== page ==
p(clear). Deborah Davis, who works at the Wexler-Grant School Family Resource Center, gracefully revealed her age to be 53 and then said her first apartment in New Haven cost $125 a month. “Now the average apartment is above $1,200. You’re right. Who can afford this?” she asked. “You have to earn $45,000 minimum to pay that rent. The economic disparity in this city is far too great, and getting greater. Where are the young people going to live?”
p(clear). Stein responded, as he is a young person, by broadening the question. He said that often people who might even afford such rents have no sense of place. “My generation,” he said, “was raised on the idea that the most important thing is career. You can move from place to place, use computers, and you are not attached to a location, a neighborhood, a city. You don’t get out. You see virtual, not real. Excessive electronic dependence is not good for community development.”
p(clear). Ruth Henderson, on the right in the photo with Rev. Bonita Grubbs, reminded Rabbi Stein that she remembered him from when he worked in Dixwell. Today she is, among her many affiliations, a member of the Dixwell Management team, and spoke in enthusiastic agreement with much of Stein’s message. “I myself, ” she said, with a candor and forthrightness that characterized the whole conversation, “am guilty of looking at the person in trouble, homeless, without comfort and blaming them. This is not good. We have to be thinking about our youth, not being afraid of them. Development that is all about money is about greed, and slavery was about greed too. We all need to do better.”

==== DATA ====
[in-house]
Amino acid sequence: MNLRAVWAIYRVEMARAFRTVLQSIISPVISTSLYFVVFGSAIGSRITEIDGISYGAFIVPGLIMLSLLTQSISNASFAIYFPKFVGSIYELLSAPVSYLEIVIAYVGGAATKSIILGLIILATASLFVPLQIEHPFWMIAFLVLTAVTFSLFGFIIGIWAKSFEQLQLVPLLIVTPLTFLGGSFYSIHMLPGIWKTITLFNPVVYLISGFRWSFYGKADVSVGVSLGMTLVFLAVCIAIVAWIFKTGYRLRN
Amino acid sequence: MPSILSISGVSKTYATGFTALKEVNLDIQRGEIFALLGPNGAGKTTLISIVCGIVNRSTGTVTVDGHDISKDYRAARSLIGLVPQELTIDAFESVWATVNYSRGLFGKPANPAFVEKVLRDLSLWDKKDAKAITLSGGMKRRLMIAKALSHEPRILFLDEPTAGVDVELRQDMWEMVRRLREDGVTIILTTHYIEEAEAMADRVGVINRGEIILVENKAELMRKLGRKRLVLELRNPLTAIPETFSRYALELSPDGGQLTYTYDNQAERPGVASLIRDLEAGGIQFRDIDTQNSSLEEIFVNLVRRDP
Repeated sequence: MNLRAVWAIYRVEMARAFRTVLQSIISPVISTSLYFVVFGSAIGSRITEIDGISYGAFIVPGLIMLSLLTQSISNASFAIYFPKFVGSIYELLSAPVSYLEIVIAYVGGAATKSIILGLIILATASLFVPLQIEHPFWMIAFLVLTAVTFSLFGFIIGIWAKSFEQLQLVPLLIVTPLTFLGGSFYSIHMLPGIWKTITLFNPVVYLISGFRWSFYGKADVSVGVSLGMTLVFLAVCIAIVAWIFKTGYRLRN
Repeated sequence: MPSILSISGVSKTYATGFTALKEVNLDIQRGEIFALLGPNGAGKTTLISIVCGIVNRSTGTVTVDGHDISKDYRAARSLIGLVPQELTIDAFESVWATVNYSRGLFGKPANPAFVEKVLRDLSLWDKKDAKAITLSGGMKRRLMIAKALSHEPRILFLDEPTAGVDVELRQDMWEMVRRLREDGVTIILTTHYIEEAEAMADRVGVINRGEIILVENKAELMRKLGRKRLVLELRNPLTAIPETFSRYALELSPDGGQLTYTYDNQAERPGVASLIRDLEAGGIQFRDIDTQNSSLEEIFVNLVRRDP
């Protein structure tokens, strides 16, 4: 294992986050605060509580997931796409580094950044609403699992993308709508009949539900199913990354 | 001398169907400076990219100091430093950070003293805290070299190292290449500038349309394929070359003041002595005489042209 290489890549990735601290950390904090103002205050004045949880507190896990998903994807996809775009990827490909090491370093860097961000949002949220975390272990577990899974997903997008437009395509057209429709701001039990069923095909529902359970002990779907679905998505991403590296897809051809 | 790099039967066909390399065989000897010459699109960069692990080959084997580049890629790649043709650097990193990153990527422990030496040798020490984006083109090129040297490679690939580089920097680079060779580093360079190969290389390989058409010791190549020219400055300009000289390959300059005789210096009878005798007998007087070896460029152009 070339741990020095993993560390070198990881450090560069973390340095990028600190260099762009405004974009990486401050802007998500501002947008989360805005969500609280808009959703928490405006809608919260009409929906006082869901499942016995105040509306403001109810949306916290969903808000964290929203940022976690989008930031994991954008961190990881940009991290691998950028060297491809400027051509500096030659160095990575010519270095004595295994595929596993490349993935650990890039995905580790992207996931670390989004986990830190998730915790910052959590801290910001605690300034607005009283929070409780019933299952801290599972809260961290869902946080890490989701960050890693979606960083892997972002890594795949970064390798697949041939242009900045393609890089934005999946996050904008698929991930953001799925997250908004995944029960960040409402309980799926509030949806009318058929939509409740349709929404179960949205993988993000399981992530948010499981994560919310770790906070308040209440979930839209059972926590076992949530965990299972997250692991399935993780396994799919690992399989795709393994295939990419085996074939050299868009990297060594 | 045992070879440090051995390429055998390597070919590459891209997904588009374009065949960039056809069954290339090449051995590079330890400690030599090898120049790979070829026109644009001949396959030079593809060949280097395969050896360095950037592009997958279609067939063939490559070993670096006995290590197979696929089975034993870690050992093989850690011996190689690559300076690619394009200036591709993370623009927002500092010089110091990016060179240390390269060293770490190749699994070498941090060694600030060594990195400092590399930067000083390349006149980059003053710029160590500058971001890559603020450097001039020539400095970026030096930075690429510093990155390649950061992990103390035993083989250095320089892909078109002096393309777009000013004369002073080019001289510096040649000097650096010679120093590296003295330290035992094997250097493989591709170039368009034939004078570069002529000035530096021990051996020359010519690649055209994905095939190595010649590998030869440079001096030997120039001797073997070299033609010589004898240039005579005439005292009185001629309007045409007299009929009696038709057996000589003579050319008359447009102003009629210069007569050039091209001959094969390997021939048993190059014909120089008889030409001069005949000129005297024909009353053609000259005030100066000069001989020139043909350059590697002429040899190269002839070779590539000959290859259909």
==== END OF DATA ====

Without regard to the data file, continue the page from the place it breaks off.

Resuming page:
p(clear). “That’s what social change is,” responded Stein, “one person stepping up, one at a time.”
p(clear). “The fact,” said Grubbs, executive director of Christian Community Action, “that you are standing up there, under 30 years old and still have this vision, that gives me real hope. The prophets had a great vision and could push people beyond their comfort limits. That’s what you’re doing. Because there is no point in saving the city just for people who we value because they have more money than other people. Valuing people that way profoundly troubles me. It goes against all the values I have. I have hope people like you will replace us if, when we grow tired!”